What is Monkeypox?
Monkeypox is an illness caused by the monkeypox virus. Monkeypox can make you feel sick, with symptoms similar to the flu. It can also cause a rash, with bumps that look like pimples or blisters. Monkeypox can spread to anyone through close, personal, skin-to-skin contact.
Who is At Risk?
Scientists at the Centers for Disease Control and Prevention (CDC) are tracking multiple cases of monkeypox in the United States. Cases of Monkeypox HAVE been reported in Indiana.
Anyone can get monkeypox, but there has been a high rate of transmission among men who have sex with men. If you are a man who has sex with men, and particularly if you are living with HIV, you should familiarize yourself with the symptoms of monkeypox, and take precautions to prevent getting it.
If you think you may have passed monkeypox on to a partner, you can use TellYourPartner.org to send an anonymous text encouraging them to get tested.
Symptoms of monkeypox can include:
Muscle aches and backache
Swollen lymph nodes
A rash that can look like pimples or blisters that appears on the face, inside the mouth, and on other parts of the body, like the hands, feet, chest, genitals, or anus.
The rash goes through different stages before healing completely. The illness typically lasts 2-4 weeks.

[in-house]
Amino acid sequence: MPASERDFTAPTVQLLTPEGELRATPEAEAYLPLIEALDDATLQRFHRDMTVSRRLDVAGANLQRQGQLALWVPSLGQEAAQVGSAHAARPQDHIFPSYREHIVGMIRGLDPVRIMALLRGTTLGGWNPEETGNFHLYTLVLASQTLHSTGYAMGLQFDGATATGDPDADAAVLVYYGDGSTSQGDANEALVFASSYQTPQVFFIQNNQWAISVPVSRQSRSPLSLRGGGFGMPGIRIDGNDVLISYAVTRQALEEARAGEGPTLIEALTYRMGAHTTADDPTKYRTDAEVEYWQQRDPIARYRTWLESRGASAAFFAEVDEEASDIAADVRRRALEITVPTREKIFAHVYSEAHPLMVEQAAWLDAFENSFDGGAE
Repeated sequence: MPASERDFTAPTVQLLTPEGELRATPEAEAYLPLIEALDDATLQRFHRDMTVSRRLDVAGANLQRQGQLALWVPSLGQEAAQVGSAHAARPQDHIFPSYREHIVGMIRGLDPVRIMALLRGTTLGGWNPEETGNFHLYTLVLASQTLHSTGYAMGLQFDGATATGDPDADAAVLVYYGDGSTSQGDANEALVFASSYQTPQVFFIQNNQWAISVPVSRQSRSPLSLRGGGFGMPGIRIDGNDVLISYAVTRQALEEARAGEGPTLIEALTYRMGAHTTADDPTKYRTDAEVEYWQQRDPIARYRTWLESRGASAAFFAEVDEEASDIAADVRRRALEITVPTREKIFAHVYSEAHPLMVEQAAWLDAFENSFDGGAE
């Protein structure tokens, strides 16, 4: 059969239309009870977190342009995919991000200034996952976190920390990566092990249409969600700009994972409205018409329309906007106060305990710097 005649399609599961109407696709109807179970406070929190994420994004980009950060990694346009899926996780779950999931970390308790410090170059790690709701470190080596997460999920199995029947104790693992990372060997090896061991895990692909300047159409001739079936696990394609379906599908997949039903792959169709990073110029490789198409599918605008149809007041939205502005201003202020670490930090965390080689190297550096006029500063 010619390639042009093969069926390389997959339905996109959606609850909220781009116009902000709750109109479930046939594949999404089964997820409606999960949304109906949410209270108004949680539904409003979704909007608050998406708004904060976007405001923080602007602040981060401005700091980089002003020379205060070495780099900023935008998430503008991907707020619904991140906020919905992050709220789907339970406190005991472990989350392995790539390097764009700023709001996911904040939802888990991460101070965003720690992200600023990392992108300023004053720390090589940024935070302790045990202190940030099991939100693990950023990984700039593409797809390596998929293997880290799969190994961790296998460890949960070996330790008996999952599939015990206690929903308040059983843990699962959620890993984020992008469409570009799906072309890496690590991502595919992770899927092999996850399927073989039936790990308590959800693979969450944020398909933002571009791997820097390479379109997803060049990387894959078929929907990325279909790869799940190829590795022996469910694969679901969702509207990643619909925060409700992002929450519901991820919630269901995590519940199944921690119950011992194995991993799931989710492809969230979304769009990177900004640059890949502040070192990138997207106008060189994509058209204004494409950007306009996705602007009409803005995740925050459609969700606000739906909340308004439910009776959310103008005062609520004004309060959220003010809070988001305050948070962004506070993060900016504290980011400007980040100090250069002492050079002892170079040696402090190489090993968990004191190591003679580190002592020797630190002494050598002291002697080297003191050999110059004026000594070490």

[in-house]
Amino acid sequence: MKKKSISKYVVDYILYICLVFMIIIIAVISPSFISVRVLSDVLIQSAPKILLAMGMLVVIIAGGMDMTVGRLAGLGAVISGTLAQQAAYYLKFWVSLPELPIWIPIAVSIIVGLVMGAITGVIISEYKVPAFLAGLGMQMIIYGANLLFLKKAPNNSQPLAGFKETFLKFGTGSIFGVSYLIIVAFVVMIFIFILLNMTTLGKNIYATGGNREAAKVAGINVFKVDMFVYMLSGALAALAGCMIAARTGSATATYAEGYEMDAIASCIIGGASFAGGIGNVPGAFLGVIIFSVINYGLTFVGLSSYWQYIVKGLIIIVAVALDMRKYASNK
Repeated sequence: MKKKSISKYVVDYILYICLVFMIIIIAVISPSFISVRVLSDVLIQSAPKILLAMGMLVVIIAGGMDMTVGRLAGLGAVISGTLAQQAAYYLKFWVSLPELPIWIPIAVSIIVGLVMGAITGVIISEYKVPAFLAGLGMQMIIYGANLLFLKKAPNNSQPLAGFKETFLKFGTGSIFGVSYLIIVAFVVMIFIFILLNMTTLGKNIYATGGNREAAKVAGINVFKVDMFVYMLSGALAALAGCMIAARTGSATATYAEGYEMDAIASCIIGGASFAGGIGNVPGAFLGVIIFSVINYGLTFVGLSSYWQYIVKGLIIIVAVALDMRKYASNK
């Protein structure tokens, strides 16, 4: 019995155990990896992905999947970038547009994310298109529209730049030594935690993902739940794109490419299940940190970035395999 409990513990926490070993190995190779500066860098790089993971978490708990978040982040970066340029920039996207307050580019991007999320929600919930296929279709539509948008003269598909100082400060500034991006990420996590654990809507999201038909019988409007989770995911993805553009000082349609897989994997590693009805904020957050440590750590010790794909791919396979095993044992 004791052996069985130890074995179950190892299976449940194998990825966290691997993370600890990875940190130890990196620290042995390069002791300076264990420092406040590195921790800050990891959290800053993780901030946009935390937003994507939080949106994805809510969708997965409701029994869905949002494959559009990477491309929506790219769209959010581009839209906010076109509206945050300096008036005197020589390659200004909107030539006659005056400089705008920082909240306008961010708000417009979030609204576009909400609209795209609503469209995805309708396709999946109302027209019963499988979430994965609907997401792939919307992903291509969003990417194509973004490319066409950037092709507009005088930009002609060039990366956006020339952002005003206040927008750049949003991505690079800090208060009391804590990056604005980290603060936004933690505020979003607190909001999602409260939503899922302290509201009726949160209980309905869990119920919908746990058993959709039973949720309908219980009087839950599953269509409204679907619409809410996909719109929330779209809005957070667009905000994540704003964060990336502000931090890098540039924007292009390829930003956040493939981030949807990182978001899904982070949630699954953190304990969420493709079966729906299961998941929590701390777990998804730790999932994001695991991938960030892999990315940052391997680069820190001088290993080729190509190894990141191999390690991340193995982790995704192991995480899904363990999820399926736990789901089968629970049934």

How to Protect Yourself
Taking the following precautions can help prevent getting monkeypox:
Avoid close, skin to skin contact with the monkeypox rash.
Do not touch the rash or scabs of person with monkeypox.
Do not kiss, hug, cuddle or have sex with someone with monkeypox.
Do not share eating utensils or cups.
Do not handle or touch the bedding, towels, or clothing of a sick person. Avoid sharing bedding, linens, or clothing with others.
Wash your hands often with soap and water or use an alcohol-based hand sanitizer, especially after contact with sick people.
A person who has been diagnosed with monkeypox should isolate at home. If the person has an active rash or other symptoms, they should isolate in a separate room from other family members and pets.
There is no specific medication for the monkeypox virus, but drugs developed for smallpox may be used to treat monkeypox.
Antiviral medication may also be recommended for people with weakened immune systems, such as those living with HIV.
If you have symptoms of monkeypox, you should talk to your doctor, even if you don’t think you have had contact with someone who has monkeypox.
There are vaccines that prevent monkeypox,
but they are currently in limited supply in Indiana.
The Marion County Public Health Department is hosting Monkeypox Vaccination Clinics at:
2802 Lafayette Road, Suite 13
Indianapolis, IN 46222
The clinics will run from 2pm-6pm and patients can register on the links below:
People who get vaccinated should continue to take steps to protect themselves from infection by avoiding close,
skin-to-skin contact, including intimate contact, with someone who has monkeypox.